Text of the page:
During my internship I was a DRAM Product Engineer working on designing test programs and gathering component-level data to detect errors and debug DRAM modules. The techniques and application of many design tactics and programming practices that I have learned over my first three years at Embry-Riddle helped me immensely during this time. For example, my knowledge of circuit theory from my Linear Circuits course and lab directly translated to a quick understanding of a DRAM module and what to look for when one of the modules wasn’t passing tests. In addition, my classes in coding (such as C and MATLAB) helped me quickly pick up Python, the language I used over the summer to develop and contribute to programs already being used throughout the department.
Picture of myself (middle), my supervisor (left), and mentor (right) down in our lab.
Work at Micron was also made much easier by the great group of people I was surrounded by each day. Over a simple 3 month period (6 months including last internship) I met multiple people who I still keep in contact with today and genuinely treasure as some of my good friends. A couple of times a month we would all get together and play board games and simply have a great time. Along with getting to work on some great and emerging technology, these connections with my coworkers are a reason why I highly recommend Micron as a place for anybody to work at and/or get an internship for a fantastic summer!
Jumping in to an internship can be a scary experience. However, I can honestly say I was well prepared through the help of my coursework from Embry-Riddle Aeronautical University. I am look forwarding to learning as much as I can my last year here at ERAU so I can be the best engineer possible!
Picture of all the interns at Micron for summer 2018
At the beginning of my freshman year at Embry-Riddle, my goal was to study computer engineering with a focus on cyber security. As my education progressed, my focus shifted, and I instead became increasingly interested in working for private companies to develop new technologies. Classes like Digital Circuits, Microprocessors and Operating Systems taught me how to solve complex problems using both hardware and software solutions. My coursework at school also taught me invaluable lessons about troubleshooting code and circuits and approaching problems from many different directions.
This past summer I interned with Micron Technology in Boise, Idaho. Micron is a semiconductor company that produces memory devices such as dynamic random-access memory (DRAM) and flash memory as well as solid state drives. My job as an intern was to develop software to improve the testing of Micron’s DRAM products. In this job I was required to learn two new computer coding languages, and the specifics of how DRAM operates. While the task of learning two new languages sounds daunting, my courses in learning computer languages at Embry-Riddle prepared me, and I was very successful in writing the code for my internship. My courses in circuit theory and design gave me the necessary background information I needed to learn about how DRAM operates.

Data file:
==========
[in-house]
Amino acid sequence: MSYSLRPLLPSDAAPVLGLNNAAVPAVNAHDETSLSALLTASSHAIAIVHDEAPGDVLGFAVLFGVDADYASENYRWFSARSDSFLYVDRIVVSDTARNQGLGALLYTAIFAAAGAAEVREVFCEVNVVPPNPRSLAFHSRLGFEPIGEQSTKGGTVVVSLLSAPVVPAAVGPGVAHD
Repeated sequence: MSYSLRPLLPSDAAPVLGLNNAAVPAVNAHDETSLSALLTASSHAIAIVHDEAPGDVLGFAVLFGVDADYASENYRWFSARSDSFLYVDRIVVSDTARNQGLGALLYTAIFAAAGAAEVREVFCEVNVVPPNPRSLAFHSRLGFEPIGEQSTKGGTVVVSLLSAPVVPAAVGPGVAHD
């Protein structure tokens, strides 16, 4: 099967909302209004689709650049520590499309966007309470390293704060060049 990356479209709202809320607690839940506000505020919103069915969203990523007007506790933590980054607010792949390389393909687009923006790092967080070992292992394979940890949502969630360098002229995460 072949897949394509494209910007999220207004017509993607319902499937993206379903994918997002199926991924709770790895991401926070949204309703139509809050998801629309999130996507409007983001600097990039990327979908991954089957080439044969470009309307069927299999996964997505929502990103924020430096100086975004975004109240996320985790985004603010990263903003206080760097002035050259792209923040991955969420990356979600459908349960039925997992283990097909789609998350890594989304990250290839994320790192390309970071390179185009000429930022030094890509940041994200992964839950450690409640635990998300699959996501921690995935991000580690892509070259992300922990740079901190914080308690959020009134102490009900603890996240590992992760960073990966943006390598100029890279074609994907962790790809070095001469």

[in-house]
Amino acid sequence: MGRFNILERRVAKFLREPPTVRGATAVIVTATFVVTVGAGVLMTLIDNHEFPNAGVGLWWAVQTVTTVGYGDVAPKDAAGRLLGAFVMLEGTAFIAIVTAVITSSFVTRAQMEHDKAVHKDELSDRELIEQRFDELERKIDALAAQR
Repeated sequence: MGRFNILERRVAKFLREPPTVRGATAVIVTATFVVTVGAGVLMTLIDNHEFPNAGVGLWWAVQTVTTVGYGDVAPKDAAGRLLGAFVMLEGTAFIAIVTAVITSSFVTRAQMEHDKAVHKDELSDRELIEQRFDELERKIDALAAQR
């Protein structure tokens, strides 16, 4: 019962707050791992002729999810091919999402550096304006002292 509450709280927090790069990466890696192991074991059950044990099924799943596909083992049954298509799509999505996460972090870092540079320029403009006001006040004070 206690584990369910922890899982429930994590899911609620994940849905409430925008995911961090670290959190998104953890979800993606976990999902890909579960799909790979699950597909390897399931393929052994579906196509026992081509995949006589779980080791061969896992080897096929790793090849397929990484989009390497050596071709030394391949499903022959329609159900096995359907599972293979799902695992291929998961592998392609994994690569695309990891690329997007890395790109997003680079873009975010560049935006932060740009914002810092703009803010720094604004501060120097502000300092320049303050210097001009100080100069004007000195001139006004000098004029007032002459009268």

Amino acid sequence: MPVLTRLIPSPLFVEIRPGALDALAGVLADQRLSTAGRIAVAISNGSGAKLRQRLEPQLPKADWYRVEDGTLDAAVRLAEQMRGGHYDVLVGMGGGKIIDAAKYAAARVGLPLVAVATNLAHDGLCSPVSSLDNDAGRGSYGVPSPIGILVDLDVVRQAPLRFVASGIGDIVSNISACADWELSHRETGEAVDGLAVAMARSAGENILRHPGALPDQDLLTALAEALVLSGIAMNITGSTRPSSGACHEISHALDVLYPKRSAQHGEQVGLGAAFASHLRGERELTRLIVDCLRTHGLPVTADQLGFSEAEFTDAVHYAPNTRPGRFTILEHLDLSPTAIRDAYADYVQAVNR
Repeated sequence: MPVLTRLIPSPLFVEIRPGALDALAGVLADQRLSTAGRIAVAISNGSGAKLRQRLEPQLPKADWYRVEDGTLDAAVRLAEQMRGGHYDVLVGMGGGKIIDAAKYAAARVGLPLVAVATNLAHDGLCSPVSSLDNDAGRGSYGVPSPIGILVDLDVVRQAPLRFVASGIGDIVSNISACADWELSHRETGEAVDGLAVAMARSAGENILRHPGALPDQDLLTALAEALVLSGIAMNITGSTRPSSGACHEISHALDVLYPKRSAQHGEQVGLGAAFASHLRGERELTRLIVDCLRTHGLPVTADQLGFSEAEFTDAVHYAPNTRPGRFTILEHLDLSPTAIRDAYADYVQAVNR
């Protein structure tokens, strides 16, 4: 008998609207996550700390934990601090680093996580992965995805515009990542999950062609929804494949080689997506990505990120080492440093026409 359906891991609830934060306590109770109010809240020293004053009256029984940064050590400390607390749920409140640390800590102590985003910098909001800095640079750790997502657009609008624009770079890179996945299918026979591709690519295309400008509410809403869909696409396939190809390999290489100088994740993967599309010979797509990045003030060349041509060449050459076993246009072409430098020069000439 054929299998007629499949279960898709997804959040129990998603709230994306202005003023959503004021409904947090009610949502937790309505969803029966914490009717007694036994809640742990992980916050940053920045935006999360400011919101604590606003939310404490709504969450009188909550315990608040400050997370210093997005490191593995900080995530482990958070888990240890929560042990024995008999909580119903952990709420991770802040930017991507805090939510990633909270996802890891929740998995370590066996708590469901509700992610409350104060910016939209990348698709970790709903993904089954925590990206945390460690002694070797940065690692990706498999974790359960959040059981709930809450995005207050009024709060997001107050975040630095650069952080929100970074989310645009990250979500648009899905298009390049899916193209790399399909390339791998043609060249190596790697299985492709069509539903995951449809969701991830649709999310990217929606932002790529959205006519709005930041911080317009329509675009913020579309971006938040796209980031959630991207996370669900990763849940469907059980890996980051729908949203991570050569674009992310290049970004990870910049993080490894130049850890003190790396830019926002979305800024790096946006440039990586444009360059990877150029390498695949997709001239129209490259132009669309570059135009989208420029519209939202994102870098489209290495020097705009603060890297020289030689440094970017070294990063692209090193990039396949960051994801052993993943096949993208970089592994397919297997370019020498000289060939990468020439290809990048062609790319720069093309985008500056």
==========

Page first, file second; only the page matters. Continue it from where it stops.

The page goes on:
Picture of myself (left) and my coworker (right) and the cubicle we shared.
While I am not allowed to discuss the specifics of the work I performed for Micron, my studies at Embry-Riddle fully prepared me for all the tasks I was given in my internship. The technology I worked with at Embry-Riddle was up to industry standards which allowed me to quickly integrate into my work environment. My successes at Micron Technology can largely be attributed to the foundation my studies have provided and I am very thankful for the experiences I have had at Embry-Riddle.
Picture of all the interns at Micron for Summer 2018.
The forensic biology program has so many possible career options, which may cause some difficulty in finding an internship if a career path is uncertain. Thankfully I have always known I wanted to work in the medical field so this was the perfect internship for me. My internship with Vive Peru combined my love of travel with my desire to learn more about the medical field. With this program, I was able to shadow doctors from several different specialties in multiple hospitals and clinics in Trujillo, Peru, assist with large medical campaigns, and volunteer in a small community adjacent to Trujillo.
Due to the nature of the program, shadowing doctors in hospitals in a foreign country, it was very structured and the only decisions I could make was which doctor I wanted to shadow that day. However, creativity could be used for the volunteer efforts. I could do all of the decision making for what activities we were going to do with the children we worked with, with only one constraint: the activity had to be related to public health. Due to the structure of the program, the learning objectives were set out for each of the hospitals we visited based on what the previous volunteers experienced in the past.